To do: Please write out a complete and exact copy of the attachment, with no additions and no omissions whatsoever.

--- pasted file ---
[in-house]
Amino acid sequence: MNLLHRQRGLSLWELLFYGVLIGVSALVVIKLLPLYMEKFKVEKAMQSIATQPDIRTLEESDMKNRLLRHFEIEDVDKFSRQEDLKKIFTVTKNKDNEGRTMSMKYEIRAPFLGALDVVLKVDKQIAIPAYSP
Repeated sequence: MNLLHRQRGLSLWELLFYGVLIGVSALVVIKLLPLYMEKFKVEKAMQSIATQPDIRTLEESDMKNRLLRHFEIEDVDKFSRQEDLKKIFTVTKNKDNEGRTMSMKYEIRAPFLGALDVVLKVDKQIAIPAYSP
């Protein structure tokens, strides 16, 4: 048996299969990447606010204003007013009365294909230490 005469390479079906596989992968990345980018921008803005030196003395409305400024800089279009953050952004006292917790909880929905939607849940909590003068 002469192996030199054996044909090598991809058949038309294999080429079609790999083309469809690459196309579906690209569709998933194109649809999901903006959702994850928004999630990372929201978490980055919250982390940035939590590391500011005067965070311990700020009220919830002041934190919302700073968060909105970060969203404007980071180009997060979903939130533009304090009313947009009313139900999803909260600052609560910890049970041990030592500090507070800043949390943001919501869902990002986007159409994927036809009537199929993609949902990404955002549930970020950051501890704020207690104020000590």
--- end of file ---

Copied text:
[in-house]
Amino acid sequence: MNLLHRQRGLSLWELLFYGVLIGVSALVVIKLLPLYMEKFKVEKAMQSIATQPDIRTLEESDMKNRLLRHFEIEDVDKFSRQEDLKKIFTVTKNKDNEGRTMSMKYEIRAPFLGALDVVLKVDKQIAIPAYSP
Repeated sequence: MNLLHRQRGLSLWELLFYGVLIGVSALVVIKLLPLYMEKFKVEKAMQSIATQPDIRTLEESDMKNRLLRHFEIEDVDKFSRQEDLKKIFTVTKNKDNEGRTMSMKYEIRAPFLGALDVVLKVDKQIAIPAYSP
């Protein structure tokens, strides 16, 4: 048996299969990447606010204003007013009365294909230490 005469390479079906596989992968990345980018921008803005030196003395409305400024800089279009953050952004006292917790909880929905939607849940909590003068 002469192996030199054996044909090598991809058949038309294999080429079609790999083309469809690459196309579906690209569709998933194109649809999901903006959702994850928004999630990372929201978490980055919250982390940035939590590391500011005067965070311990700020009220919830002041934190919302700073968060909105970060969203404007980071180009997060979903939130533009304090009313947009009313139900999803909260600052609560910890049970041990030592500090507070800043949390943001919501869902990002986007159409994927036809009537199929993609949902990404955002549930970020950051501890704020207690104020000590």